Some people like to jump straight into ZBrush with a lot of DynaMesh and rough blocking—that’s not really my technique. I enjoy working with proper base meshes—even if they’re sometimes a bit rudimentary—because I don’t like fighting against bad topology while sculpting. It’s critical to begin with a good idea of the proportion and style of the silhouette when working on characters. It’s rather easy to overlook the silhouette and overall readability by jumping straight into micro detailing but that’s not what really ‘’makes’’ an appealing character.
It’s a shame to see so many amazingly detailed sculpts of characters that lack proper proportions, anatomy or design. Despite all those beautiful details, these characters are just a waste of time and resources if the entire “ensemble” doesn’t work!
It’s a saying we frequently repeat in the industry but your work—whether it be a character, prop or environment—needs to tell a story. It’s that small attention to detail that brings about storytelling elements that ultimately make a character come to life or feel flat. Sometimes, it’s about following a clear art direction, focusing on the uniformity of subtle details that makes a difference in giving a character personality. Constantly be asking yourself questions about your character throughout the entire production process.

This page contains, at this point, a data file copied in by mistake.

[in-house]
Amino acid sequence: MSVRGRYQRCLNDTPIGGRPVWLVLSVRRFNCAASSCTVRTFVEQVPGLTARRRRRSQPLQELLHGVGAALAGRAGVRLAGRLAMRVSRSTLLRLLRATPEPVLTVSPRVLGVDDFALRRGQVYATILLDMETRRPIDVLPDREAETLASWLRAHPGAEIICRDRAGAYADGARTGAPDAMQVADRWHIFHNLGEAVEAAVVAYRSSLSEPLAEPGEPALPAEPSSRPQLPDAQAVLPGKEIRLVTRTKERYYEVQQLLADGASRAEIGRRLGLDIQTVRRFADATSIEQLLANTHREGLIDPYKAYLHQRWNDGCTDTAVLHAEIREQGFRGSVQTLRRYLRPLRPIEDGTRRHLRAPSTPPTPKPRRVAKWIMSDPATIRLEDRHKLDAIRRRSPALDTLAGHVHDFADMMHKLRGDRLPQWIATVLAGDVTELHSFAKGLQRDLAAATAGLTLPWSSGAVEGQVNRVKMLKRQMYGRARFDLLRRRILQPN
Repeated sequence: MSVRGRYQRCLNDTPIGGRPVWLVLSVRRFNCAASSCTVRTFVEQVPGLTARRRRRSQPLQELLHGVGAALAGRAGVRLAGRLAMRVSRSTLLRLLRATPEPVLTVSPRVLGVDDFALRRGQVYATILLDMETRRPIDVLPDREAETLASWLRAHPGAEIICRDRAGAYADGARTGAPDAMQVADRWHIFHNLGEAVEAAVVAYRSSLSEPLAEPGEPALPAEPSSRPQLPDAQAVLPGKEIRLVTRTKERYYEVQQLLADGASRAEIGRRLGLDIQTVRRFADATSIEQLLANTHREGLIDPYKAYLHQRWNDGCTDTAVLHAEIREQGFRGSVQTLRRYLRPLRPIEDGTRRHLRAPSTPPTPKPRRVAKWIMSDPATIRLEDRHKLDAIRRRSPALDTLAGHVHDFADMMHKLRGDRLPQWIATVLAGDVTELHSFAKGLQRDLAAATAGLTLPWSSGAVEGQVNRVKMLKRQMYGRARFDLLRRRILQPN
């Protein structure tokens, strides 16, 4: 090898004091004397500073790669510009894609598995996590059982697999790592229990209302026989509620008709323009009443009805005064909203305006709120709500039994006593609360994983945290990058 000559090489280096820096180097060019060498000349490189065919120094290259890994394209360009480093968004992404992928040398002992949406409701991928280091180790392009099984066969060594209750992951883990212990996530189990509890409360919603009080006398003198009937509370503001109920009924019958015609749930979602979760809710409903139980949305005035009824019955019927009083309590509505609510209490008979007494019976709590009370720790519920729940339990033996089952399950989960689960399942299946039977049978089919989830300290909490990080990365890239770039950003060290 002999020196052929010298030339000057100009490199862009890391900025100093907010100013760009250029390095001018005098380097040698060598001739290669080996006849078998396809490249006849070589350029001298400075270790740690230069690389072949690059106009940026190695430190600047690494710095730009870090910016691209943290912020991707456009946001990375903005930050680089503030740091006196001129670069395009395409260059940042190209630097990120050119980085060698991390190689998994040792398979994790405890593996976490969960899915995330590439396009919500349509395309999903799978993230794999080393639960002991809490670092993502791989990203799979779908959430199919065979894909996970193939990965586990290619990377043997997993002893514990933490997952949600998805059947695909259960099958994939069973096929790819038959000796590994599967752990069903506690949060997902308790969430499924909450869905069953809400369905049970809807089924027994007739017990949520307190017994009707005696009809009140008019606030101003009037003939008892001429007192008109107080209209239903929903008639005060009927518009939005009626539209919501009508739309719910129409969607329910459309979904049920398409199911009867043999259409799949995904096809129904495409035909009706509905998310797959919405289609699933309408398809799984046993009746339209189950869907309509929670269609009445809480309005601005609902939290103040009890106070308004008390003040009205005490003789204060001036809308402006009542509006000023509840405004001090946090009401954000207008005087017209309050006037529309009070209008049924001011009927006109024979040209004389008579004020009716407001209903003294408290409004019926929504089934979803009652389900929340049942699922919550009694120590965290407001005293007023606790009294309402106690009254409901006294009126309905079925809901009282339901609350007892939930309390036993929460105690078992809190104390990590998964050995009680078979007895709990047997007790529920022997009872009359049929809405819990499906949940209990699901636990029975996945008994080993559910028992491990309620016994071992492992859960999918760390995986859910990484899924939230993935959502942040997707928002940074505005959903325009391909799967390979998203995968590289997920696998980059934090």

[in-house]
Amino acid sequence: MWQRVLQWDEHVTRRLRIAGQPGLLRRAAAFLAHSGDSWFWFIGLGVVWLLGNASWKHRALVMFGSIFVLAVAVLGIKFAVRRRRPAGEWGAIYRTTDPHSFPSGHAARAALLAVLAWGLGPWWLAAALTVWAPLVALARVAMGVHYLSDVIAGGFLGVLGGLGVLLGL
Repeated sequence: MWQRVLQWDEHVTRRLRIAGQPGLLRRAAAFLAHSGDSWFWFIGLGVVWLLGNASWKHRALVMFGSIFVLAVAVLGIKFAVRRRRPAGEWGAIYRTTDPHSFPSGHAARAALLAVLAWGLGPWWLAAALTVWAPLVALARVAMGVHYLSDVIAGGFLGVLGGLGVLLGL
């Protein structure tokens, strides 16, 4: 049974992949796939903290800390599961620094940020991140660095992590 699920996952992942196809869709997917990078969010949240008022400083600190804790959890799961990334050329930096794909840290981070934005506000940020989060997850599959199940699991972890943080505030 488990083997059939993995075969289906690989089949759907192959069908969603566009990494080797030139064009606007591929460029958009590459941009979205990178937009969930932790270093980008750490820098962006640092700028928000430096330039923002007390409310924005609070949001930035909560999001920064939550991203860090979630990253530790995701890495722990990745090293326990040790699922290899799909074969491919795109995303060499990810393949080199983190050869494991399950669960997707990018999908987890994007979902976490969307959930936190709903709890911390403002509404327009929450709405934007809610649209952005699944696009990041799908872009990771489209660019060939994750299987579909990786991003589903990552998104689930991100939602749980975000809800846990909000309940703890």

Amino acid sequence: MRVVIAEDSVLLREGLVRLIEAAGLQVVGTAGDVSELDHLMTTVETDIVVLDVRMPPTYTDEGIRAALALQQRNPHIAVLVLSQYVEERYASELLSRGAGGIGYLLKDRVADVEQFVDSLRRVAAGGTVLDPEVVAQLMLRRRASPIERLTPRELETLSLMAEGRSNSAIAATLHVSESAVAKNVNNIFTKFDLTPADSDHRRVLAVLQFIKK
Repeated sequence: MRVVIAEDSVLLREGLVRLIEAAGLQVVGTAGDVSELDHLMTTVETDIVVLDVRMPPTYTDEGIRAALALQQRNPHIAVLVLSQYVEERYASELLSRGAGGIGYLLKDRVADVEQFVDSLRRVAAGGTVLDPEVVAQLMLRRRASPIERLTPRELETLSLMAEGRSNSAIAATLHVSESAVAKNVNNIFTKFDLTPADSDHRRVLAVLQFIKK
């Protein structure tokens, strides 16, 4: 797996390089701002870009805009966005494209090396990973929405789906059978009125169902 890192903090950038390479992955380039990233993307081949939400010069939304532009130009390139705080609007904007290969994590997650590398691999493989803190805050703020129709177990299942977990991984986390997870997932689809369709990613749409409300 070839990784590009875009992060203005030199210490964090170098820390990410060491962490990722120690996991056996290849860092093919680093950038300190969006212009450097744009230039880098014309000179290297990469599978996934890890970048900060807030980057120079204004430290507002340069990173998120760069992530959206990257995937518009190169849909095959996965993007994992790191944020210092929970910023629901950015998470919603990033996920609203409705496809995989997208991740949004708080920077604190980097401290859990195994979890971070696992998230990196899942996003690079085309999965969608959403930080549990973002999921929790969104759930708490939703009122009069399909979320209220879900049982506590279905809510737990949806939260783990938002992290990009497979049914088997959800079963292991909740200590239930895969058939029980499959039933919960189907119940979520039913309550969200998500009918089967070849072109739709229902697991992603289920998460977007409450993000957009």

There’s a very technical side to working in game development. Unfortunately, it’s something a lot of people find unappealing and have tried to push to the side (I did the same when I had just left school).
While I can be a victim of this attitude myself sometimes, it’s important to be mindful of proper techniques, which involves making your colleagues (rigger and animator, tech artist) aware of the specific requirements needed across your team and the overall project.
Animation, deformation and technical constraint need to be accounted for from the beginning—technical artists, riggers and animators should be like your best buds! Make sure to communicate with your team and confirm your choices and decisions with them—they will be the ones suffering later if you fail to communicate.
In my case, I rarely design a character from scratch so the facial features are already in place. However, properly understanding facial anatomy is definitely useful when sculpting faces—or the whole character as a matter of fact!